The National Praxis Examination in Speech-Language Pathology is hosted by the Educational Testing Service (ETS). Exam number 5331 is the test you need to register for and pass if you want to become a licensed SLP. After passing the exam, you will receive a Certificate of Clinical Competence from the American Speech-Language-Hearing Association (ASHA).

To sit for the exam, you need to successfully complete the following actions:

Registration can be completed online, by phone, or by mail. The online process is deemed the quickest and simplest way to register.

To register over the phone you’ll first need to create an account on the Praxis website. There is a $35 for registering this way.

Registration by mail requires a completed Test Authorization Voucher Request Form to be mailed to ETS. Keep the list of codes nearby as you will need them as you fill out the form. Send the voucher request to:

P.O. Box 382065
Pittsburgh, PA 15251-8065

After the request is processed you will receive a voucher number within three weeks to use when registering for the test. The exam is computer-based and can be taken at one of the many testing locations throughout the state, or in the comfort of your own home. If you are visiting a testing site, print the admission ticket to take with you. You’ll find sites in Boston, Worcester, Burlington, Springfield, and more.

Those who decide to take the exam at home will be monitored by an online proctor. ProctorU is the organization that will deliver the home test.

A score of 162 is needed to pass. Once your test is graded, you’ll receive an email notification that the score is available to view in your Praxis account. The agencies you requested the score be sent to during registration will also receive a copy.

If you don’t pass you have to wait 28 days before reregistering and paying the fee once again. You can take it as many times as needed in the two years following your original application. If you don’t pass within that time frame you will have to start the process from the beginning.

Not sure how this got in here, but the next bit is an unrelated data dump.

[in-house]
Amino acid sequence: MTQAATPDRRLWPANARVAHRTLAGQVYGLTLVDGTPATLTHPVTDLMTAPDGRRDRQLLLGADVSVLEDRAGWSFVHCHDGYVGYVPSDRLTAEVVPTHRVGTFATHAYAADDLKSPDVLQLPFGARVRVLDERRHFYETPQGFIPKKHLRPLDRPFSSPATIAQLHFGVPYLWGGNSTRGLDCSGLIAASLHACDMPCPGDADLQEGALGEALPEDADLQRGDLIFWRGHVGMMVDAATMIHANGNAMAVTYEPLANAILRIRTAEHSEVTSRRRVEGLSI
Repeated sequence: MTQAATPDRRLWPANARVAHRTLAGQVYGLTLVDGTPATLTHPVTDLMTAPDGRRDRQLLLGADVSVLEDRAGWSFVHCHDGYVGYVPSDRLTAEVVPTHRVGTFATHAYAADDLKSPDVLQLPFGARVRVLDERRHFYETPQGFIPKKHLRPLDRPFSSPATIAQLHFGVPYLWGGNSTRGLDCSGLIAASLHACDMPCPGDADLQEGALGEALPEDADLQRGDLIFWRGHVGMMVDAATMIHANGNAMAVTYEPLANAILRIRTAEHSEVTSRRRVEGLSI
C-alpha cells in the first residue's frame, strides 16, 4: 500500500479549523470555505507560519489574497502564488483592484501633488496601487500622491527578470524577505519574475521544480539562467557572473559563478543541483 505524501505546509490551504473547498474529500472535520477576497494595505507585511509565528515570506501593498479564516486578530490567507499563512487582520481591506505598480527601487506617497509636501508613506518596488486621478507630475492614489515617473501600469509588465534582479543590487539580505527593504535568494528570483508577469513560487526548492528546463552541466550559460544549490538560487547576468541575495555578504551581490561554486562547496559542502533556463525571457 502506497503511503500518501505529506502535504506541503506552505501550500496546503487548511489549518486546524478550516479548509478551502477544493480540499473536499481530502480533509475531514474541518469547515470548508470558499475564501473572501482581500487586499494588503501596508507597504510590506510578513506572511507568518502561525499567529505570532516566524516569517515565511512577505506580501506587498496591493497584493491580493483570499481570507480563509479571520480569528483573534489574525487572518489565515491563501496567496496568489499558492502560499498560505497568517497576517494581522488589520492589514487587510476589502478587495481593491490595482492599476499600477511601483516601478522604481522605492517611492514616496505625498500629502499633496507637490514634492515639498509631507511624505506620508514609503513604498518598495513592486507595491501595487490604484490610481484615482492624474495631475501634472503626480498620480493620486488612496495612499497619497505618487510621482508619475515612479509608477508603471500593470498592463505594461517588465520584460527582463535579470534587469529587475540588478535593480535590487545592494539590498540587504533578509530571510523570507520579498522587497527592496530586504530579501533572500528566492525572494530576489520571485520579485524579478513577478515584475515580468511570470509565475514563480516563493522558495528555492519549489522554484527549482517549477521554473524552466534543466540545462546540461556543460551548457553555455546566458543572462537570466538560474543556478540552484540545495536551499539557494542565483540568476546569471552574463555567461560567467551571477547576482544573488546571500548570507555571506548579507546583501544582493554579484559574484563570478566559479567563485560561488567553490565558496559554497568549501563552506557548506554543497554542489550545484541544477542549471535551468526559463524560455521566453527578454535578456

There are online resources available, provided by ETS, to help you prepare for exam day. Those resources include the following materials:

Check with your school as they will likely have their own resources to help you pass the Praxis exam. You will also find information on the websites of other SLP organizations like the Massachusetts Speech-Language-Hearing Association (MSHA).

Background Checks

One of the qualifications for licensure is the applicant must demonstrate that they are of good moral character. If the Board has been given any reason to question the moral character of a candidate, they will conduct an inquiry to discover the facts and circumstances of the situation.

One of the tools the Board uses to determine good moral character is a criminal record check (CORI). Most other states conduct a fingerprint check, but Massachusetts uses a name-based background check.

You simply submit a signed CORI Acknowledgment Form providing your name and date of birth. Massachusetts court records are then checked to determine whether a criminal record exists. The information is only checked against Massachusetts records and not federal criminal databases.

After about ten business days your results are submitted to the Board for review. Conduct that may prevent an individual from becoming licensed is not limited to, but includes the following actions:

  • Convicted of a criminal offense outside of a routine traffic violation
  • Disciplinary action against any professional licenses or certifications you currently hold
  • Discovery of deception or a lack of honesty
  • A failure to use proper judgment regarding another person’s health, safety, welfare, or legal rights

If the background check produces a criminal record, the Board will take the nature of the offense, date of conviction, age of the applicant, and any other relevant facts into consideration before issuing a ruling.

Application Process

Applications can be submitted through the Division of Professional Licensure’s online portal, ePlace. First-time users can use the Health Professions Licensing System User Guide to navigate the site.

It is here that you can make payments, submit renewal requests, and keep your personal information updated. Please note that all applications need to reach the Board within sixty days of your graduation date, or one week after beginning your clinical fellowship year (CFY).

Paper applications and supporting documents should be mailed to the following address:

Board of Registration for Speech-Language Pathology and Audiology
1000 Washington St.
Suite 710
Boston, MA 02118-6100

Include the following items with your application when applying by mail:

  • A Supervised Professional Practice Plan signed by you and the supervisor of your CFY
  • Praxis exam results
  • A verification letter from ASHA confirming your certification
  • Official master’s degree transcript
  • Evidence that 400 clock hours were earned in the graduate program
  • A completed CORI Acknowledgment Form
  • 2×2 passport-size photo
  • Verification of any professional licenses you’ve ever held
  • $68 application fee

If you are applying online you will still need to upload the documents mentioned above after creating an account with ePlace. You will also need to have the Speech-Language Pathologists Application For Licensure signed and notarized before uploading it to the online portal.

Applications typically take 2-3 weeks to process once all documents have been received. You will then receive a notification as to the status of your license.